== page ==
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Drug repurposing - key to addressing the pandemic?

Vaccine development can take years, so in an effort to fast-track the search for a treatment for COVID-19, Queen’s scientists are examining how existing drugs might be repurposed.


Despite recent headlines suggesting a COVID-19 vaccine could be just months away, the reality is that developing and approving novel medicines is a lengthy process. However, a new research project at Queen’s promises to speed up the wait for a treatment by testing drugs already approved for human use for other diseases against the SARS-CoV2 virus that causes COVID-19 disease.

Ultan Power, Professor of Molecular Virology at the Wellcome-Wolfson Institute for Experimental Medicine, who is leading the project says, “For this particular project, speed is of the essence. It’s really important that we develop treatments very rapidly. If we were to generate a new drug that has never existed before, it could take years to get that through the research phase; the development phase; the clinical phase and to get it available for patients.”

Professor Power points to the Ebola vaccine that first went into development during the outbreak in 2014 and that eventually came to market in 2019. “That process took five years to get the vaccine approved,” he says. “It’s a very costly and very slow process.”

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Jump-starting the search for a treatment

With the global death toll due to COVID-19 rapidly rising, that is time we can’t afford, so Professor Power and his team are hoping they can jump-start the search to find a treatment.

“We are going to take over 1,000 drugs that have already been approved for other diseases by the FDA (U.S. Food and Drug Administration) – so we know that they are safe in humans – and we are going to screen them to see if any of them, individually or in combination, are capable of stopping the virus in its tracks.”

The project will screen the drugs on two fronts: whether they are capable of slowing down or stopping replication of the virus and whether they are capable of stopping the deadly inflammatory response that happens when the virus gets into the lungs.


A race against the clock

The drugs being tested range from repurposed leukaemia treatments to drugs that were developed to fight other diseases affecting the respiratory system such as SARS (severe acute respiratory syndrome) and MERS (Middle East Respiratory Syndrome).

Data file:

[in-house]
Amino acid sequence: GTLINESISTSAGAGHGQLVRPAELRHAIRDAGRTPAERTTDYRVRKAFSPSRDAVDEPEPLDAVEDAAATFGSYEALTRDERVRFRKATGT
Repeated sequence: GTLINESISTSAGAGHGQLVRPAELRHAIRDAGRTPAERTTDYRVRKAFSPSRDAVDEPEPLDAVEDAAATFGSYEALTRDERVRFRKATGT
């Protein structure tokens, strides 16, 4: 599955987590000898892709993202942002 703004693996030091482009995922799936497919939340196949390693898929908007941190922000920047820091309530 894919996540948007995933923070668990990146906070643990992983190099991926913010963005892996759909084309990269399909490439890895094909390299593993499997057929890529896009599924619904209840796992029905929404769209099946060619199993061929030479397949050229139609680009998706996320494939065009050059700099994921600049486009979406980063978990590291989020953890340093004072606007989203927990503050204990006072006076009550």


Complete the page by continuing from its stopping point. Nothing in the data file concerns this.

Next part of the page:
The Blood Cancer research group, led by Professor Ken Mills, at the Patrick G Johnson Centre for Cancer Research has experience in identifying drugs and combinations of agents that may be effective as treatments for leukaemia.   

Dr Ahlam Ali, one of the Senior Researchers currently in the blood cancer team, says:

“The COVID-19 pandemic is a major threat to public health globally and scientists are racing against the clock to find a treatment. Unfortunately, the long, traditional way of drug development and approval is not suitable for this urgent outbreak. This process can take years which will not help patients who are dying today,” she says. “Instead, we are asking: What if we took already approved drugs that are safe for use in humans and have shown therapeutic benefit in other diseases and see if they are effective against the coronavirus? This is called drug repurposing. This will be the focus of our research.”

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Drug repurposing in action

Professor Ken Mills says: “From history, we know that drug repurposing works. We take the simplest example - aspirin can be used as a painkiller but it can also be used to help prevent and control cardiovascular disease, while latest research also suggests that it may be able to prevent certain forms of cancer.” 

Dr Ali adds “Drug repurposing has been used successfully before, for example, Viagra was originally researched to treat hypertension, then angina, before side-effects suggested the possibility of using it to treat sexual difficulties, while Metformin, widely prescribed for diabetes, is currently being explored as a potential cancer drug.

“So, our strategy will be using drug repurposing to develop anti-viral and anti-inflammatory drugs to treat coronavirus.

“Our research will offer a quick and immediate route to patients because [the drugs] have already gone through clinical trials and have been approved for treating other diseases. COVID-19 is progressing at a high speed, therefore we need to act quickly to tackle this virus.”